Dispatch October 2009

How to Talk to the Iranians

A former Iran embassy hostage offers some free advice to U.S. negotiators.
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In April 1980, while I and my American embassy colleagues were doing time in Tehran as “guests of the Ayatollah,” I met Ali Khamene’i, now the supreme leader of Iran, who then held a powerful position as the leader of Friday prayers in Tehran. As captive and captor, we were not about to have a free political discussion. Moreover, whatever Khamene’i’s real feelings about the hostage-taking, he and others in authority were caught in a tide of emotion and political opportunism that had swept away any Iranian who questioned the wisdom of holding us. It was pointless to argue with him about what was happening. Instead I attempted to shame him, pointing out that as an Iranian, his own traditions of hospitality and code of conduct would never accept what some of his compatriots were doing to us. Khamene’i got the point, and found himself, in effect, rationalizing and almost apologizing for what “others” had done.

When I consider the this week’s meetings in Geneva between Iranian negotiators and representatives of the United States and the other permanent members of the Security Council, that exchange stays fresh in my mind. Thirty years ago, Ali Khamene’i and I both came to our encounter with grievances – I against our captors and those who supported them and he against decades of American support for an oppressive Iranian monarchy.  By now, our two countries should have dealt with those feelings. We haven’t. Instead, American-Iranian relations have been trapped in a downward spiral of threats, insults, accusations, and sterile rhetoric.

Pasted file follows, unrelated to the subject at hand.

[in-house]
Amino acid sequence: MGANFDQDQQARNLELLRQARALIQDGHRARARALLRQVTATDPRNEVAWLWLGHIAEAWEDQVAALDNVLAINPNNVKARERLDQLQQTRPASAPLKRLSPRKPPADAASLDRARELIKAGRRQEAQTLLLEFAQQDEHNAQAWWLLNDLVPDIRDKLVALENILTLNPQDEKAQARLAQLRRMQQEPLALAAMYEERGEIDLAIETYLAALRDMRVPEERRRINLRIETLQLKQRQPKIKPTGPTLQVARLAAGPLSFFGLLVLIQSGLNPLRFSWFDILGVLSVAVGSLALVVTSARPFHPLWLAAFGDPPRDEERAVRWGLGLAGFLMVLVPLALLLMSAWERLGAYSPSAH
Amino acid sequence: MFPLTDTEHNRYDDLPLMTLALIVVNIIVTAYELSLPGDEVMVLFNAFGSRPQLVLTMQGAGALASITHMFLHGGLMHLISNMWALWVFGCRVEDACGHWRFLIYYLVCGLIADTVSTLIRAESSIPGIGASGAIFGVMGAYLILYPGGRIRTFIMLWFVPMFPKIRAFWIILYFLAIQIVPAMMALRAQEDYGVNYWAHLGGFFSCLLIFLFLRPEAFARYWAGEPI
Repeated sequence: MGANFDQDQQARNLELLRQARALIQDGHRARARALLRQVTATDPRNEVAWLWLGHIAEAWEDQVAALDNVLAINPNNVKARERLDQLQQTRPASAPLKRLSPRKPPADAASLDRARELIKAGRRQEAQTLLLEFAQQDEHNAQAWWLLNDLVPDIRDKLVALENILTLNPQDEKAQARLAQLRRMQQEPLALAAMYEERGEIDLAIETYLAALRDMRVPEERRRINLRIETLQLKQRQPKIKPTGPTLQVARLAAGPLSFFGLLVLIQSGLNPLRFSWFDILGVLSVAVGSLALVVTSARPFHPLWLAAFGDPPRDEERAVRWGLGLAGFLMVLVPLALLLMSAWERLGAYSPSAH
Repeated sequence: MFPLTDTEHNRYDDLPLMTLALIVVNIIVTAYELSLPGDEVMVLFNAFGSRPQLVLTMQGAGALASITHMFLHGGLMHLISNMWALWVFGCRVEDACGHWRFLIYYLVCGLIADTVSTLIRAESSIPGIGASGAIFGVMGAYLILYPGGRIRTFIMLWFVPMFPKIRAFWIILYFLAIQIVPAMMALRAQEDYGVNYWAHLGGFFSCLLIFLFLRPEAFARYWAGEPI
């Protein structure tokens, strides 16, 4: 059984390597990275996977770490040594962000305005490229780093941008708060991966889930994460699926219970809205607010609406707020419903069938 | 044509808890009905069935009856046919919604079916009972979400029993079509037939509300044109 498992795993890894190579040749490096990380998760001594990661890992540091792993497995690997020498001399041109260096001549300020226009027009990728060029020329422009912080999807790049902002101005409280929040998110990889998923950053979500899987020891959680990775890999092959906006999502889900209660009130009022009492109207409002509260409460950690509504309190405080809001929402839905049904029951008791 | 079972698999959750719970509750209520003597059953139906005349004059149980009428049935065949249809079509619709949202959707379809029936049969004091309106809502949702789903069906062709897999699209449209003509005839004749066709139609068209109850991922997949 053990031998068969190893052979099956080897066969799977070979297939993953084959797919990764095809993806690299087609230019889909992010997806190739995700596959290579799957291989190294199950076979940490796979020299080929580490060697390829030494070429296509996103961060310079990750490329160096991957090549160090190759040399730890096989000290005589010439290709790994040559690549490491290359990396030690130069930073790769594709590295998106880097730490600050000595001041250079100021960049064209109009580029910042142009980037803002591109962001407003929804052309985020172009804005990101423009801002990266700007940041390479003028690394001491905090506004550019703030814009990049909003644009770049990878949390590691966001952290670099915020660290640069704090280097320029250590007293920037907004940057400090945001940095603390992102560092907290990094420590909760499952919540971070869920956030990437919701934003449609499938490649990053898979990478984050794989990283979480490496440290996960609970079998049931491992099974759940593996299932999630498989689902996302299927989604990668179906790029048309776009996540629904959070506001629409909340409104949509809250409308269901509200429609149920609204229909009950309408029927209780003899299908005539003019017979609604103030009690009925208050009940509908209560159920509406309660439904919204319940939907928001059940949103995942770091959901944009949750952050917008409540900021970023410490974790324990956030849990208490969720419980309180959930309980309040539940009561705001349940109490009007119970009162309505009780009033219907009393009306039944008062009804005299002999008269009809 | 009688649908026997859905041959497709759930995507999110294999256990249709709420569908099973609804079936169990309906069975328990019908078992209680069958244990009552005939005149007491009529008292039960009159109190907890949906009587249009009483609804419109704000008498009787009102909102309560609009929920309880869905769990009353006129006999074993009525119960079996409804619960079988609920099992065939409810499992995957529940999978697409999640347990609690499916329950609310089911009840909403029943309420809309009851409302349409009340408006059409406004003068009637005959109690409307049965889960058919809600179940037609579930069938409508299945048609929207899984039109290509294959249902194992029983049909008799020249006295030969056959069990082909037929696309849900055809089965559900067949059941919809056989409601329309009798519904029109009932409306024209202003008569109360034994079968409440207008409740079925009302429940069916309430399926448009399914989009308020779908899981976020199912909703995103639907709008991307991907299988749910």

Is Iran dissembling about its nuclear program? Probably. Is Iran aiming to be­come at least a virtual or “threshold” nuclear power – i.e., one that adheres to the letter of its international obligations but is able to build nuclear weapons – des­pite its statements about its peaceful aims?  Probably. Changing that unsettling reality will demand some very skilled diplomacy of a kind rarely demonstrated by either side.

But if we make the nuclear issue the sole focus of our discus­sions with Iran, the discussions that began this week in Geneva will fail. For the Iranian side, the nuclear issue has taken on deep symbolic importance that taps into Iranian feelings about national pride, identity, and respect.  In that context, no Iranian leader – whether reformist, pragmatic, or hard-liner – can afford to be seen making many “concessions.”

As a result, we and the Iranians risk becoming involved in unproductive “asymmetric negotiations.” In such an exchange, each side will be negotiating about different sets of issues and with different goals. Unaware of this asym­metry, neither side can address the concerns of the other. The result is that each side believes the other is obstinate, irrational, domineering, and unwilling to nego­tiate in good faith. “How,” the Iranian side asks, “can we negotiate with those whose goal is to humi­liate us?” As Ayatollah Khomeini famously said, “What does the wolf have to negotiate with the sheep”? For its part, the American side asks, “How can we – who are reason­able and rational – negotiate with those who are so inflexible, evasive, and unreasonable?”